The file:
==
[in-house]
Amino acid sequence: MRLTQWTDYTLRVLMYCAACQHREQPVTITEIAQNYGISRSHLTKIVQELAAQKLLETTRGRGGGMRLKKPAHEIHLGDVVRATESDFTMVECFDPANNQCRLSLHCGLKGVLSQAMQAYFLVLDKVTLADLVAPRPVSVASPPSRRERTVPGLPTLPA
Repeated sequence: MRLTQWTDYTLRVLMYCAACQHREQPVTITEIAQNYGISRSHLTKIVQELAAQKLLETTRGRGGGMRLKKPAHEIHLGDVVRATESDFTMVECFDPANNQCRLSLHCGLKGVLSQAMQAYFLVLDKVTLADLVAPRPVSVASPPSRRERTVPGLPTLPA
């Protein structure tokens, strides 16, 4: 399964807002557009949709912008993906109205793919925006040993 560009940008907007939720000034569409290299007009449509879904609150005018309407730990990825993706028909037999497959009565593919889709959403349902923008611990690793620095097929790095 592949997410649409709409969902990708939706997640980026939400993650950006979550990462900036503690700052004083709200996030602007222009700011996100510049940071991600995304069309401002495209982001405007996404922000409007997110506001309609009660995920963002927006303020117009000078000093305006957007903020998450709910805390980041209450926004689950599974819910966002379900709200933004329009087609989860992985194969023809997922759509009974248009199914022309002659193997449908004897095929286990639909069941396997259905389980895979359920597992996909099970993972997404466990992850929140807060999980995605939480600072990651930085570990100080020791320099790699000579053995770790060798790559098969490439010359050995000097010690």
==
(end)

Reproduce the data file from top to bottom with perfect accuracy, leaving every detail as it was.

[in-house]
Amino acid sequence: MRLTQWTDYTLRVLMYCAACQHREQPVTITEIAQNYGISRSHLTKIVQELAAQKLLETTRGRGGGMRLKKPAHEIHLGDVVRATESDFTMVECFDPANNQCRLSLHCGLKGVLSQAMQAYFLVLDKVTLADLVAPRPVSVASPPSRRERTVPGLPTLPA
Repeated sequence: MRLTQWTDYTLRVLMYCAACQHREQPVTITEIAQNYGISRSHLTKIVQELAAQKLLETTRGRGGGMRLKKPAHEIHLGDVVRATESDFTMVECFDPANNQCRLSLHCGLKGVLSQAMQAYFLVLDKVTLADLVAPRPVSVASPPSRRERTVPGLPTLPA
């Protein structure tokens, strides 16, 4: 399964807002557009949709912008993906109205793919925006040993 560009940008907007939720000034569409290299007009449509879904609150005018309407730990990825993706028909037999497959009565593919889709959403349902923008611990690793620095097929790095 592949997410649409709409969902990708939706997640980026939400993650950006979550990462900036503690700052004083709200996030602007222009700011996100510049940071991600995304069309401002495209982001405007996404922000409007997110506001309609009660995920963002927006303020117009000078000093305006957007903020998450709910805390980041209450926004689950599974819910966002379900709200933004329009087609989860992985194969023809997922759509009974248009199914022309002659193997449908004897095929286990639909069941396997259905389980895979359920597992996909099970993972997404466990992850929140807060999980995605939480600072990651930085570990100080020791320099790699000579053995770790060798790559098969490439010359050995000097010690």